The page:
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ORIGINAL ARTICLE
Year : 2000  |  Volume : 7  |  Issue : 1  |  Page : 21-24  

Pattern of surgical and medical diseases among pilgrims attending Al-Noor hospital Makkah


AI-Noon Specialist Hospital, Makkah, Saudi Arabia

Date of Web Publication31-Jul-2012

Correspondence Address:
Mohammed A Al-Harbi
Associate Professor and Consultant General Surgeon, Department of Surgery, King Abdulaziz University Hospital, P. O. Box 6615, Jeddah 21452
Saudi Arabia
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Source of Support: None, Conflict of Interest: None


PMID: 23008609

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   Abstract 

Objective: Hajj usually presents a unique medical crisis especially for the Emergency Department. This study will identify the surgical and medical cases that presented at the Emergency Department during Hajj and percentage admitted.
Design: A prospective study of the pattern of surgical and medical cases that presented at the Emergency Department of the largest tertiary care hospital in Makkah city and holy lands during Hajj.
Methods : The study was conducted prospectively during the 1413 (1993) Hajj pilgrimage from 20.11.1413 to 20.12.1413. All Saudi and non-Saudi pilgrims presenting at the Emergency Department of Al-Noor Specialist Hospital were included.
Results: From the 7,676 patients who came to the Emergency Department, 1426 were admitted. The commonest cause for surgical admission was trauma, while the commonest cause for medical admission was pneumonia. Conclusion: More than 50% of cases could have been dealt with in the Outpatient Department or Primary Health Care Centers.

Keywords: Hajj, Emergency Department, Primary Health Care


How to cite this article:
Al-Harbi MA. Pattern of surgical and medical diseases among pilgrims attending Al-Noor hospital Makkah. J Fam Community Med 2000;7:21-4

How to cite this URL:
Al-Harbi MA. Pattern of surgical and medical diseases among pilgrims attending Al-Noor hospital Makkah. J Fam Community Med [serial online] 2000 [cited 2019 Dec 13];7:21-4. Available from: http://www.jfcmonline.com/text.asp?2000/7/1/21/99214


   Introduction Top


Hajj is the fifth pillar of Islam and though it should usually be performed once in one's lifetime, many Muslims perform the Hajj several times. Nearly two million Muslims gather during the Hajj period in Makkah every year. This season is the period from 15/11 to 15/12 of the lunar calendar with the peak period between 3 to 14/12. Health problems during Hajj are due to the following reasons: 1) Hajies are usually elderly, of different nationalities, social backgrounds, with diverse health problems. 2) The same rituals are performed by everyone over a short period of time, resulting in over-crowding and mass movement from one place to another. 3) The weather is usually very hot, reaching 48° C sometimes.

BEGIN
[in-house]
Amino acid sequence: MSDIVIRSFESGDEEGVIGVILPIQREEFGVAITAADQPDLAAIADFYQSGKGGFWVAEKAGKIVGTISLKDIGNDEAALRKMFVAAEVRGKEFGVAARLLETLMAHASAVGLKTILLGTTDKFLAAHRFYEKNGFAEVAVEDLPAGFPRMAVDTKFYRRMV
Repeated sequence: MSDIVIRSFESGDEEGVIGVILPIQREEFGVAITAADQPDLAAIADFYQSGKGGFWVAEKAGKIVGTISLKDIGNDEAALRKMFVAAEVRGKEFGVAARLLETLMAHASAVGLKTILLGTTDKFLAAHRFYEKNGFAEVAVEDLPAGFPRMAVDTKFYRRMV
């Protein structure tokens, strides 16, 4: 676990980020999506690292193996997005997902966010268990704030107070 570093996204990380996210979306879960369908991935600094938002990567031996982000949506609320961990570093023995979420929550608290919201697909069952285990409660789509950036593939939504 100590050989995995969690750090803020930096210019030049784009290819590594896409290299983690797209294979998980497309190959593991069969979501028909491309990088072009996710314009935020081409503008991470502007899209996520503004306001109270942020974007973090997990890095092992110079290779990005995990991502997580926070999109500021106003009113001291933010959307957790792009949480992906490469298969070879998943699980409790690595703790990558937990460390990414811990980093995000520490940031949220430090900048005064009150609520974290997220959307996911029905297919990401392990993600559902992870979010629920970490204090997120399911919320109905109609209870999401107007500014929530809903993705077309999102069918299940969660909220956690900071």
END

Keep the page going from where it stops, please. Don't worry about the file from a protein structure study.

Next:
Many patients, who normally come to the Emergency Room, do not have serious complaints. This is even more so during the Hajj period. The hospital staffs get overworked as a result of the sheer weight of numbers, thus prolonging the waiting period for the patients. Several health problems including heat stroke and exhaustion, [1],[2],[3] medical, [4] surgical, [5] renal [6] and epidemic problems [7],[8],[9] have been studied during Hajj period. However, very few studies if any have dealt with the problems of the Emergency Room. The aim of this study is to identify: 1) The major surgical and medical problems during Hajj as a means towards the improvement of care and the reduction of the morbidity and mortality. 2) Simple cases that could be dealt with at an outpatient clinic or primary health care center instead of the Emergency Department.


   Method Top


The study was conducted prospectively during the 1413 (1993) Hay pilgrimage from 20.11.1413 to 20.12.1413. All Saudi and non-Saudi pilgrims presenting to Al-Noor Specialist Hospital's Emergency Department were included. Al-Noor Specialist Hospital is 500-bed modern hospital with all sub­specialties and the main hospital in Makkah. Most emergency cases were brought to this hospital either by Red Crescent or medical Hajj missions or by relatives and friends. Data collected included age, sex, nationality, diagnosis and admission status. The diagnosis was coded according to the international classification of diseases (ICD-9-CM). The data were entered into a PC computer file of access program and the statistical analysis was done using statistical package for social sciences version 7 (SPSS). Some of the collected data were missing in <1%.


   Results Top


The number of patients attending Emergency Department from 20.11 to 20.12.1413 was 7,676 patients, 55.1% (4228) of whom were males. Out of those patients 1426 (18.6%) were admitted. The age distribution was from newborns to 120 years old, with a mean age of 48. There were 1230 patients (Saudi national and expatriates), 735 Egyptians, 732 Pakistanis and 368 Indonesians.

[Table 1] shows the commonest surgical problems attending Emergency Department. Patients with abdominal pain and cuts were the commonest, 377 and 178 respectively and the lowest number of admissions. The commonest medical problem was asthma as shown in [Table 2]. As shown in [Table 3], there were many medical problems that could have been treated in the outpatient clinic or primary health care centers.